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Poul RUDERS (b.1949) Chamber and Piano works - Volume 9 New Rochelle Suitefor guitar and percussion (2003/6) [7.05] Twinkle Bells(Piano Etude No2) (2012) [1.12] Schrödinger’s Catfor violin and guitar (2012) [15.07] Romances for viola and piano (2011) [10.33] 13 Postludesfor solo piano (1988) [22.14]
David Starobin (guitar); Daniel Druckman (percussion); David Holzman (piano); Amalia Hall (violin); Hsin-Yun Huang (viola); Sarah Rothenberg (piano)
rec. 31 March 2007, Recital Hall, Performing Arts centre, Purchase, NY (Rochelle); 4 June 2013, American Academy of Arts and Letters, New York City (Twinkle); 25 October 2013, New Rochelle Studios (Cat); 25 October 2011, Richardson Auditorium, Princeton University NJ (Romances); 3 June 2012, Granoff Music, Centre, Tufts University, Medford, USA (Postludes) BRIDGE 9427 [56.34]
Bridge Records have done sterling work on behalf of Denmark’s leading living composer. He is also a major worldwide figure whose unique soundscape has lasting value. The symphonies and concertos have also been recorded by companies like Danacord and Bis but it’s this Bridge series that seems definitive.
Volume 9 appears at first to be a mopping-up exercise. Truth to tell, there are none of those extraordinary, lengthy and original pieces like ‘Gong’ or ‘The ‘Solar Triptych’ here. Neither are there any of the symphonies. On the other hand there is much here that is of interest.
The disc consists of thirty-seven tracks hence this has proven to be a good demonstration of Ruders the eclectic miniaturist. The New Rochelle Suite for guitar and percussion is witty and fleeting as is the ensuing Twinkle Bells, an untamed piano etude which explores the upper half of the piano in polyrhythms of great intricacy. The Suite delves into Argentinean nightlife, in ‘Thanksgiving’ where the guiro is employed as it also is in the ‘Night Tango’, added in 2006, and the longest movement. ‘Stampede’ uses a triangle and ends with a crack of the whip. ‘Kafka’ is a klezmer-style dance which comes from Ruders' opera ‘Kafka’s’ Trial’.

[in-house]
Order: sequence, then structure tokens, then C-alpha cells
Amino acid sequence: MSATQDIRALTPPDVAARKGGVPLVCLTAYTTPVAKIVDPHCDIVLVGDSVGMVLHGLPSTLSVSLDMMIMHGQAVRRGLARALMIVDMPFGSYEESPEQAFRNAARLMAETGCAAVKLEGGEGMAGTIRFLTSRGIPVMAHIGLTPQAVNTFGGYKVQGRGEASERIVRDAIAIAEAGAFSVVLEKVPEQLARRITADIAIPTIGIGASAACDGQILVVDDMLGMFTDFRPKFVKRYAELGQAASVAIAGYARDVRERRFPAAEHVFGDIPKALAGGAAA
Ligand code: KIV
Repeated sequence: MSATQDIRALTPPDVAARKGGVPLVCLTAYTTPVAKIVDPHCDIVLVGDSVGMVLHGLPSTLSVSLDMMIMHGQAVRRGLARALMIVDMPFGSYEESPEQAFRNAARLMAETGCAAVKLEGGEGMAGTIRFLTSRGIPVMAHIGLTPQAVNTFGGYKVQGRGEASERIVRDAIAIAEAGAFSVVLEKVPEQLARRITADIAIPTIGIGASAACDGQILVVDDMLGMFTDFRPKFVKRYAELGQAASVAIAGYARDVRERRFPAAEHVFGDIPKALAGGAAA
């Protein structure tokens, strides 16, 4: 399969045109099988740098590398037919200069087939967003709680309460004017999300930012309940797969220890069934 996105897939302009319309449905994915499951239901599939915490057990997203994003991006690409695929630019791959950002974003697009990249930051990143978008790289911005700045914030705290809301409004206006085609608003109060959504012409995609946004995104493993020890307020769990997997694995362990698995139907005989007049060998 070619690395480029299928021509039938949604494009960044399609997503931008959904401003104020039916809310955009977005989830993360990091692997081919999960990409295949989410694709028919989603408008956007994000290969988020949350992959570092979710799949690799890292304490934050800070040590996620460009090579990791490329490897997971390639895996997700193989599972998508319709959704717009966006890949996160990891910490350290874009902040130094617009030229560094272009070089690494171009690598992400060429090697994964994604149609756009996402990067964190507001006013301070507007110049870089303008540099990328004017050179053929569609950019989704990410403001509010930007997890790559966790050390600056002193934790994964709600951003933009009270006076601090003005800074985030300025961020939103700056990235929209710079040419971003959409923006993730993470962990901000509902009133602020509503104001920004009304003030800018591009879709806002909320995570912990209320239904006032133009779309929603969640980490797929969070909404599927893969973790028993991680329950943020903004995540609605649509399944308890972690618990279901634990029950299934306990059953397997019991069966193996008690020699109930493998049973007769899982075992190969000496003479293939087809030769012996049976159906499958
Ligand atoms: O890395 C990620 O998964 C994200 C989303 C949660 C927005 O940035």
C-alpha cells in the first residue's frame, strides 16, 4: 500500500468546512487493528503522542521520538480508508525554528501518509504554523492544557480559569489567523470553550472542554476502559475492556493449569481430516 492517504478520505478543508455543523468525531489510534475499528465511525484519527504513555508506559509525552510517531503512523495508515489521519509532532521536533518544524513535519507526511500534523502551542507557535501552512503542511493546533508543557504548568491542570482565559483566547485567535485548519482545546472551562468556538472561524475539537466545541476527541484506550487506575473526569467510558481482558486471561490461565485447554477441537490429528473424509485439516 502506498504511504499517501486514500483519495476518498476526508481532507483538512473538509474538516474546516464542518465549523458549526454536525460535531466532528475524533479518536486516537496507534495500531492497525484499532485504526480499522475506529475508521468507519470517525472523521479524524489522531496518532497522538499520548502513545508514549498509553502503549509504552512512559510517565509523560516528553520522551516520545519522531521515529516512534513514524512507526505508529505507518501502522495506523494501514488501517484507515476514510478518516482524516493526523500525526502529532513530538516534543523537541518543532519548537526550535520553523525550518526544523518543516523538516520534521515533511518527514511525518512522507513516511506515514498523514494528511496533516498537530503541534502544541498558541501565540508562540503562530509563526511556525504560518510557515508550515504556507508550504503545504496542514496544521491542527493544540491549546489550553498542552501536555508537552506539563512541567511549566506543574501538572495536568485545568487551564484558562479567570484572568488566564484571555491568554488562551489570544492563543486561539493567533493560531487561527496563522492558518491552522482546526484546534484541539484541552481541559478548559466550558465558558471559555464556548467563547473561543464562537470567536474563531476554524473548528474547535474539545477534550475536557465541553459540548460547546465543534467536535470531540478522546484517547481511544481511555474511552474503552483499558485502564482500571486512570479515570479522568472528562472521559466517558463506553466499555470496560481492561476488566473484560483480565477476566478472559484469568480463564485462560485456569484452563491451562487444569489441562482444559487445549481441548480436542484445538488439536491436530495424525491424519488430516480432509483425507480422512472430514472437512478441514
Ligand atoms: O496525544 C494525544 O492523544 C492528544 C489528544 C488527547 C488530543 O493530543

David Starobin has been an exponent of contemporary guitar music for many years. He has often recorded for Bridge and his second contribution is a work he premiered along with Amalia Hall just two years ago: Schrödinger‘s Cat. The title bears little relationship with this set of eleven canons except, according to the much missed Malcolm MacDonald’s excellent notes, that it demonstrates an entanglement of man and cat be it dead or alive; I leave that issue hanging in the air. The mood of these miniatures swings between manic and quiet and thoughtful and fascinating. The last one of these not especially strict canons, is a diatonic, simple melody taken from, of all things, the composer’s 2008 Concertino for bass trombone and ensemble. It's quite ingenious.
Hsin-Yun Huang and Sarah Rothenberg premiered the six short Romances for viola and piano. Their beautifully refined interpretation is attractively captured here. It is a rather personal addition to the repertoire by Ruders in that it oscillates between sentimentality and aggression. The titles include ‘Dirge’ which is very still and slow and ‘Rhapsody’ and 'Duet' which are lively and even excitable. In a way these Romances inhabit similar ground to the canons but are now given a sense of story-line more in keeping with a nineteenth century tradition. Remember, incidentally, that in Danish the word ‘Roman’ also means novel or story.
Postludes is the longest work and is for solo piano. It’s also the oldest and rather uncompromising. Here again contrasts seem to be all a part of the structure. For example the first two lead into a wild Toccata. The still, central point of the cycle comes with the Lacrimosa (number seven) but that is immediately followed by a frenzied Preambulum. This sets off another sequence mirrored by an almost impressionist Romance, immediately followed by a wild and angry Manége. Emotions now drained, the ensuing Epilogue seems aimless and the longest Postlude ends the cycle with a Feldman-like Requiem, but to what or whom? This is a fine and moving work and, it seems, a significant one for the composer. David Holzman is quite brilliant and captures the differing moods with panache.
The recordings of all the pieces, although made at different times and in different venues, are consistent in volume, balance and focus.